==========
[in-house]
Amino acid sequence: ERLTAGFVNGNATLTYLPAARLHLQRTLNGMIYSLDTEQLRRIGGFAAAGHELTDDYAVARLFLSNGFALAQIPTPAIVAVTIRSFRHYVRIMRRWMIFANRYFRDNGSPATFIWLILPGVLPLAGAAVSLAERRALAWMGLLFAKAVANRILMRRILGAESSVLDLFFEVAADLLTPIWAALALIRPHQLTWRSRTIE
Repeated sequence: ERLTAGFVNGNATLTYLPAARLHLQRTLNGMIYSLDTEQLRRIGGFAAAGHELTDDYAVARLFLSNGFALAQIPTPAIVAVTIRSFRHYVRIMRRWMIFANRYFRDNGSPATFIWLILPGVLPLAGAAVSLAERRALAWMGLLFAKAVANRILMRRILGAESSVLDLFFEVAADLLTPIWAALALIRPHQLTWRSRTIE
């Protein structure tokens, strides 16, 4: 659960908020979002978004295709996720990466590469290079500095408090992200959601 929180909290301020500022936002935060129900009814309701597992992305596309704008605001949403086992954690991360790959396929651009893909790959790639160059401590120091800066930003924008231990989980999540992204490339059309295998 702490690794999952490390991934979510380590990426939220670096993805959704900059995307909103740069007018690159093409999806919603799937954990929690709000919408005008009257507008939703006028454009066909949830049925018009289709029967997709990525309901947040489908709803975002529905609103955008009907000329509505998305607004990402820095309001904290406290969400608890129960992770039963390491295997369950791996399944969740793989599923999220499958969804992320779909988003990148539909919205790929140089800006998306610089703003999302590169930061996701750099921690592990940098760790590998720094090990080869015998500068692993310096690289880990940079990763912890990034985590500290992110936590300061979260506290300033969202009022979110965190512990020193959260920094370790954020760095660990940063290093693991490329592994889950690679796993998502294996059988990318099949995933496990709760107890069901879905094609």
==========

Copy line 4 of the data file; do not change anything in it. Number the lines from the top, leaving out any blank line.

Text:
């Protein structure tokens, strides 16, 4: 659960908020979002978004295709996720990466590469290079500095408090992200959601 929180909290301020500022936002935060129900009814309701597992992305596309704008605001949403086992954690991360790959396929651009893909790959790639160059401590120091800066930003924008231990989980999540992204490339059309295998 702490690794999952490390991934979510380590990426939220670096993805959704900059995307909103740069007018690159093409999806919603799937954990929690709000919408005008009257507008939703006028454009066909949830049925018009289709029967997709990525309901947040489908709803975002529905609103955008009907000329509505998305607004990402820095309001904290406290969400608890129960992770039963390491295997369950791996399944969740793989599923999220499958969804992320779909988003990148539909919205790929140089800006998306610089703003999302590169930061996701750099921690592990940098760790590998720094090990080869015998500068692993310096690289880990940079990763912890990034985590500290992110936590300061979260506290300033969202009022979110965190512990020193959260920094370790954020760095660990940063290093693991490329592994889950690679796993998502294996059988990318099949995933496990709760107890069901879905094609």